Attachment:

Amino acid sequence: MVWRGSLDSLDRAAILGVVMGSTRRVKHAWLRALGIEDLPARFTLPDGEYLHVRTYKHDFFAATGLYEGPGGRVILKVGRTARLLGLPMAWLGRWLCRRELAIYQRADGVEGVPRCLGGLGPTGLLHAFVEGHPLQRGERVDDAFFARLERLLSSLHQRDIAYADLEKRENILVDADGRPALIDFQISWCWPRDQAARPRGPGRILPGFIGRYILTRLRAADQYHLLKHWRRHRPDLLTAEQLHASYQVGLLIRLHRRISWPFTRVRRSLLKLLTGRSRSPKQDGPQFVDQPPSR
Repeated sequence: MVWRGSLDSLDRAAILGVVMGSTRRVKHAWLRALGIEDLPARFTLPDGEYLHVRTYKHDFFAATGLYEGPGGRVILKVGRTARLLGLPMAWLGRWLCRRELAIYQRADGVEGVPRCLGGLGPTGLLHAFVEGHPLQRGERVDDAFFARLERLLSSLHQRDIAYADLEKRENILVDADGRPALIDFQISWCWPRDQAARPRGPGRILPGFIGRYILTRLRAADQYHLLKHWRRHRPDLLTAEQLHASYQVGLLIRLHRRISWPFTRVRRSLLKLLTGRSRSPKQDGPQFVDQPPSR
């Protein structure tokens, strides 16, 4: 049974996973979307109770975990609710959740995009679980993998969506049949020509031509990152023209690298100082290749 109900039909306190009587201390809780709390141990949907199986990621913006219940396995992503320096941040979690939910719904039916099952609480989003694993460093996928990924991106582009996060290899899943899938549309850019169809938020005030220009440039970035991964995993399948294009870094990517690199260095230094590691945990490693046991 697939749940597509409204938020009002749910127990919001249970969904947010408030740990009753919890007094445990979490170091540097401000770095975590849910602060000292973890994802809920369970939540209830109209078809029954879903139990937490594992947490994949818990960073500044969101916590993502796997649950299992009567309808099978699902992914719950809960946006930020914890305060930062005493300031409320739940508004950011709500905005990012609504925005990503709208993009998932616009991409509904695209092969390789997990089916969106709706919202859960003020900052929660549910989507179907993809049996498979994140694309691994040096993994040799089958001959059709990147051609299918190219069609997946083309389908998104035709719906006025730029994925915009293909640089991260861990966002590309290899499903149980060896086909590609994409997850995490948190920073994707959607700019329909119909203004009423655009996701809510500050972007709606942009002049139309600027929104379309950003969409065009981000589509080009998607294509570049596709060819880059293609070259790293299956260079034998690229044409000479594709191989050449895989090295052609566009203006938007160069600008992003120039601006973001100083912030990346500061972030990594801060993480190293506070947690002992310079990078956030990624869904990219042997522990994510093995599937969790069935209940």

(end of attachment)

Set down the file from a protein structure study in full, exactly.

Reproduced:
Amino acid sequence: MVWRGSLDSLDRAAILGVVMGSTRRVKHAWLRALGIEDLPARFTLPDGEYLHVRTYKHDFFAATGLYEGPGGRVILKVGRTARLLGLPMAWLGRWLCRRELAIYQRADGVEGVPRCLGGLGPTGLLHAFVEGHPLQRGERVDDAFFARLERLLSSLHQRDIAYADLEKRENILVDADGRPALIDFQISWCWPRDQAARPRGPGRILPGFIGRYILTRLRAADQYHLLKHWRRHRPDLLTAEQLHASYQVGLLIRLHRRISWPFTRVRRSLLKLLTGRSRSPKQDGPQFVDQPPSR
Repeated sequence: MVWRGSLDSLDRAAILGVVMGSTRRVKHAWLRALGIEDLPARFTLPDGEYLHVRTYKHDFFAATGLYEGPGGRVILKVGRTARLLGLPMAWLGRWLCRRELAIYQRADGVEGVPRCLGGLGPTGLLHAFVEGHPLQRGERVDDAFFARLERLLSSLHQRDIAYADLEKRENILVDADGRPALIDFQISWCWPRDQAARPRGPGRILPGFIGRYILTRLRAADQYHLLKHWRRHRPDLLTAEQLHASYQVGLLIRLHRRISWPFTRVRRSLLKLLTGRSRSPKQDGPQFVDQPPSR
């Protein structure tokens, strides 16, 4: 049974996973979307109770975990609710959740995009679980993998969506049949020509031509990152023209690298100082290749 109900039909306190009587201390809780709390141990949907199986990621913006219940396995992503320096941040979690939910719904039916099952609480989003694993460093996928990924991106582009996060290899899943899938549309850019169809938020005030220009440039970035991964995993399948294009870094990517690199260095230094590691945990490693046991 697939749940597509409204938020009002749910127990919001249970969904947010408030740990009753919890007094445990979490170091540097401000770095975590849910602060000292973890994802809920369970939540209830109209078809029954879903139990937490594992947490994949818990960073500044969101916590993502796997649950299992009567309808099978699902992914719950809960946006930020914890305060930062005493300031409320739940508004950011709500905005990012609504925005990503709208993009998932616009991409509904695209092969390789997990089916969106709706919202859960003020900052929660549910989507179907993809049996498979994140694309691994040096993994040799089958001959059709990147051609299918190219069609997946083309389908998104035709719906006025730029994925915009293909640089991260861990966002590309290899499903149980060896086909590609994409997850995490948190920073994707959607700019329909119909203004009423655009996701809510500050972007709606942009002049139309600027929104379309950003969409065009981000589509080009998607294509570049596709060819880059293609070259790293299956260079034998690229044409000479594709191989050449895989090295052609566009203006938007160069600008992003120039601006973001100083912030990346500061972030990594801060993480190293506070947690002992310079990078956030990624869904990219042997522990994510093995599937969790069935209940």